• Dokdo in the East Sea
  • Dokdo in History
  • Dokdo is Korean Territory
Table of Contents Open Contents
2. Korean Territorial Claims Proven by Korean Historical Sources
Uljin County and Samcheok County, in The Annals of King Sejong Geographical Records (1454).(“The two islands of Usan and Mureung lie in the East Sea. The two islands are not far apart and can be seen with the naked eye on a clear day. They were called the State of Usan during the Silla period.”): This text identifies the two islands as Usan and states that they can be seen with the naked eye on a clear day. From this it is clear that Usan is Dokdo.
zoom
The oldest Korean source that mentions Dokdo as being part of Korean territory is Samguk sagi (三国史記, The History of Three Kingdoms), which was written in the twelfth century. According to this book, General Kim Isabu of Silla conquered the State of Usan in 512. At the time, Usan was a small country consisting of Ulleung and Dokdo. Dongguk munheon bigo (Reference Documents on the Eastern Country, 1770), a history of Korea compiled by the Joseon government (1392-1910), states, “Ulleung and Usan both were territories of the State of Usan. Usan is the so-called ‘Matsushima’ as referred to by Japanese.” Other, later Korean government history books and maps identified Dokdo as part of Joseon territory. Matsushima was the Japanese name for Dokdo at that time. Sejong sillok chiriji (The Annals of King Sejong Geographical Records) completed in 1454) stated, “The two islands of Usan and Mureung lie in the eastern sea of the country. The two islands are not far apart and can be seen with the naked eye on a clear day. During the Silla period, they were called the State of Usan.” The two islands of Usan and Mureung in these remarks refer to today’s Dokdo and Ulleungdo. The geography text identified the two islands as the State of Usan. Other government texts compiled during the Joseon period, such as Sukjong sillok (The Annals of King Sukjong; r. 1674-1720), Ganggye go (Notes on Joseon’s Frontiers, 1756), Mangi yoram (Essentials of Governance, 1808), and Jeungbo Munheon bigo (Revised and Enlarged Reference Documents, 1907), all state that “Ulleung and Usan are lands of Usan, and Usan is the so-called Matsushima as the island is called by Japanese.”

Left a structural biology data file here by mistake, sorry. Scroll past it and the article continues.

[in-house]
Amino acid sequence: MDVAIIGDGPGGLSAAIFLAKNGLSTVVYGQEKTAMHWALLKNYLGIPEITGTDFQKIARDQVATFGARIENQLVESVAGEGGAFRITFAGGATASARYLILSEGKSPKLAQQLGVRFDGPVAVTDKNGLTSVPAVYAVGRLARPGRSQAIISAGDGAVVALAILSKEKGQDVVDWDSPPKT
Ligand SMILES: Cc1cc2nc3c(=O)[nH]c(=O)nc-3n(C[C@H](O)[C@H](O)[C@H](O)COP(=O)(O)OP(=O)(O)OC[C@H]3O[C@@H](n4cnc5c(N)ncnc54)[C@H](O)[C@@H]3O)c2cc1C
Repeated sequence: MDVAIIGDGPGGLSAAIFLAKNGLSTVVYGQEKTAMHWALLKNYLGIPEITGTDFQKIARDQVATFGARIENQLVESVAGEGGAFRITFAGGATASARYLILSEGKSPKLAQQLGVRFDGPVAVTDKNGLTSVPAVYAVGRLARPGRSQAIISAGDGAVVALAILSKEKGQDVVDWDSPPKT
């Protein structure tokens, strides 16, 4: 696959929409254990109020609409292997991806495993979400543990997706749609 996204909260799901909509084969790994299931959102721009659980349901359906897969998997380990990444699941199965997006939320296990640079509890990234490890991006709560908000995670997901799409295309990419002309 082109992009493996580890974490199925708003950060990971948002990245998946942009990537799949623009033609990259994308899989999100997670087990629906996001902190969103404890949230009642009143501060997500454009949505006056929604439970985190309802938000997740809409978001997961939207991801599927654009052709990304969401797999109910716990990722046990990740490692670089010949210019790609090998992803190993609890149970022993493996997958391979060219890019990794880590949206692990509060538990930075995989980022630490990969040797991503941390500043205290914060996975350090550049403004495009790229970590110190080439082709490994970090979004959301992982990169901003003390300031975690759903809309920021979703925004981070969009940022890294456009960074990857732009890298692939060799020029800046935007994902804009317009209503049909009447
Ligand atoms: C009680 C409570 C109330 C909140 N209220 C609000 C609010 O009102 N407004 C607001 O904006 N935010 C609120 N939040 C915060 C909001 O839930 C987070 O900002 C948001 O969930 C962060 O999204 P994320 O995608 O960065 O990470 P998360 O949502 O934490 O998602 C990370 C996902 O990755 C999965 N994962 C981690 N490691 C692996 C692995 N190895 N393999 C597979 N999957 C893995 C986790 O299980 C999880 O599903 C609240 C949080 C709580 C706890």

Haejwa JeondoIn this map Usan Island is marked accurately, with the two peaks in the east and the western rocks of Dokdo clearly indicated. This is clearly distinguished from today’s Jukdo (an islet that is two kilometers east of Ulleungdo) which has no peaks.
zoom
The Joseon court dispatched a group of surveyors led by Jang Han-sang, a military official, to Ulleungdo. The surveyors found Dokdo in the process of investigating Ulleungdo and recorded it in Ulleungdo sajeok (Historical Records of Ulleungdo, 1694). In Joseon maps, Usan Island (Dokdo) appears as part of Joseon territory. In the “Paldo chongdo” (“Map of the Eight Provinces of Joseon”) in the state gazetteer Sinjeung Dongguk yeoji seungnam (New and Expanded Complete Conspectus of the Territory of the Eastern Country, 1530) are the islands of Ulleung and Usan (Dokdo), though their locations are reversed. In subsequent government maps, however, the location of Usan Island is marked accurately as lying east of Ulleungdo. One such map is “Haejwa jeondo” (“Map of Joseon”). This map depicted two peaks in Usan and made clear that Usan is Dokdo.

 
List English Chinese Japanese Top
Go to page top